The sutric path leads us to the experiential understanding of emptiness, so that we can become familiar and comfortable with letting go of form. This letting go (renunciation) and allowing ourselves to see could happen in the blink of an eye. If we instantaneously realise that whatever arises is impermanent, that no sense of a solid separate self can be found in our lives; if understanding arises that there is no unit – however small we succeed in dividing phenomena – that continues from moment to moment, or life to life; if we discover that attempting to define ourselves through material manifestation and experience simply does not work … then this is all that is needed. Thus the ngöndro encompasses the path as well as being preliminary. Such realisation could be direct introduction into the state of rigpa so that all we need to do is remain without doubt, and continue in that state of realisation.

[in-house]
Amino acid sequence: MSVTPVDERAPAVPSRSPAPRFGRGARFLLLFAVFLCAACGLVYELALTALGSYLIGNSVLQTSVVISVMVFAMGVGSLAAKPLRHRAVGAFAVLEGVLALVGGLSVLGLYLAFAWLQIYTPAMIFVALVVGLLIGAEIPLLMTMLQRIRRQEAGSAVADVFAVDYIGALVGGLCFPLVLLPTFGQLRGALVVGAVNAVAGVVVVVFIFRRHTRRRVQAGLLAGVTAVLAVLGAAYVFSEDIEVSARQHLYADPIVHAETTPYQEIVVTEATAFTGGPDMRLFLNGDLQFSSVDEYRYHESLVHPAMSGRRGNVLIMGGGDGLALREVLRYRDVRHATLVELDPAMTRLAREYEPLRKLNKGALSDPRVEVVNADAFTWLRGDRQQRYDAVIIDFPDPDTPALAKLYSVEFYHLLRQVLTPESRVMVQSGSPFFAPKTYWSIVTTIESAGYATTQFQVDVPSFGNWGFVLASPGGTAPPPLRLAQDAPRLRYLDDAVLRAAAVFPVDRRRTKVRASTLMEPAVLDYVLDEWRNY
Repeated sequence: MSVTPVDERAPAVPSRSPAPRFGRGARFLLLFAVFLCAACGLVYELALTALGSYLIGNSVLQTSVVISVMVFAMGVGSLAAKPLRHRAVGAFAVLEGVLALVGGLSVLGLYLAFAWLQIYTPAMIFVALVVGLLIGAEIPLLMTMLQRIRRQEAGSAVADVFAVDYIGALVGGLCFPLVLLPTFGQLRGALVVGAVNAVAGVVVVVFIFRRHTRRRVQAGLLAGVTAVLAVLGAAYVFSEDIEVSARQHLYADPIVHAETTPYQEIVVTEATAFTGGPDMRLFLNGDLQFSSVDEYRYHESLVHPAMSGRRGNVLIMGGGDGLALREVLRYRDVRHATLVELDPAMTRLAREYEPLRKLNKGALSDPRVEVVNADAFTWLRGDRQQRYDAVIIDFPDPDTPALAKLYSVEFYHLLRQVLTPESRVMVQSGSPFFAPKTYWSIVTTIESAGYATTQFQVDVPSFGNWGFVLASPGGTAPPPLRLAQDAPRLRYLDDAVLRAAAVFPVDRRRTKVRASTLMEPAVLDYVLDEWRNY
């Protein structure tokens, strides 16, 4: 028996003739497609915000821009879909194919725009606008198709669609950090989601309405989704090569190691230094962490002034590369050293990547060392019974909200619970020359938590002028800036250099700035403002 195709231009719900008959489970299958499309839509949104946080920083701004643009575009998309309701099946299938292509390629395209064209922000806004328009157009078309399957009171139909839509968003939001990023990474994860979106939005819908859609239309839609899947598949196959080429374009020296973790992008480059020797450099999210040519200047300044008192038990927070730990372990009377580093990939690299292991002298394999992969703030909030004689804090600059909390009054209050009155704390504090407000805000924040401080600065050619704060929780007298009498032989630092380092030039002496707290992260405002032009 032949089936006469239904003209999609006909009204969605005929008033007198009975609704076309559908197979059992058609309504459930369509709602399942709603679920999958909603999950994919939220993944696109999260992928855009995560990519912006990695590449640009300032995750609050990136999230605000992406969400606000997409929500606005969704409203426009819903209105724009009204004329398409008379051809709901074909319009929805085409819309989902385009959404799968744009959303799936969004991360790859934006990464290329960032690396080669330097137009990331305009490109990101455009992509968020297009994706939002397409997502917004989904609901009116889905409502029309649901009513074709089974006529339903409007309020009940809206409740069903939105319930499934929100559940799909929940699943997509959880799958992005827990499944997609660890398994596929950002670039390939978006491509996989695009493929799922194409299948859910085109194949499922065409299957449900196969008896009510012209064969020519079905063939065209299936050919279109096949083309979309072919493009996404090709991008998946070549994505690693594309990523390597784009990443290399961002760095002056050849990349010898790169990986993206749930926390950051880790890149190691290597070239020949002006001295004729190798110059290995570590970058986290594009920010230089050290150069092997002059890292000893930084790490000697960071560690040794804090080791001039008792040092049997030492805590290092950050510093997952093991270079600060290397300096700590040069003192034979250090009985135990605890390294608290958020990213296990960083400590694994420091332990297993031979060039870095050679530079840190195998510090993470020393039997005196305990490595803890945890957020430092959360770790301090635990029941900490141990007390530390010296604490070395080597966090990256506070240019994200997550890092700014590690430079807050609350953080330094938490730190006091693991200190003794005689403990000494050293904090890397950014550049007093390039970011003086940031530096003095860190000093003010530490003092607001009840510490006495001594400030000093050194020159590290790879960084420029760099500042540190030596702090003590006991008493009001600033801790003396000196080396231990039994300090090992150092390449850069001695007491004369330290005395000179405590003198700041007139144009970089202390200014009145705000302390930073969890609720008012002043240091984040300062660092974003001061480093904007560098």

The fourth thought that turns the mind to practice is karma – the law of cause and effect. Karma is often taught in terms of skilful and unskilful actions, and the accumulation of merit to eradicate our accumulation of wrong deeds. This can become a rather fatalistic view and turn us all into accountants – attempting to balance our books on a daily basis and discover whether or not we have tipped things in the direction of merit today. We can become rather closed, overly watchful and guarded people lacking in spontaneity and vibrancy, through this perspective on karma. The Dzogchen approach is that karma exists in the present moment alone. Karma is perception and response. We perceive and we respond, and that response has either locked us more firmly into a habit pattern, created a new neurotic habit or has been an opportunity for realisation. The choice is always ours at the point of perception, on a moment by moment basis, if we practice and develop the capacity to realise this.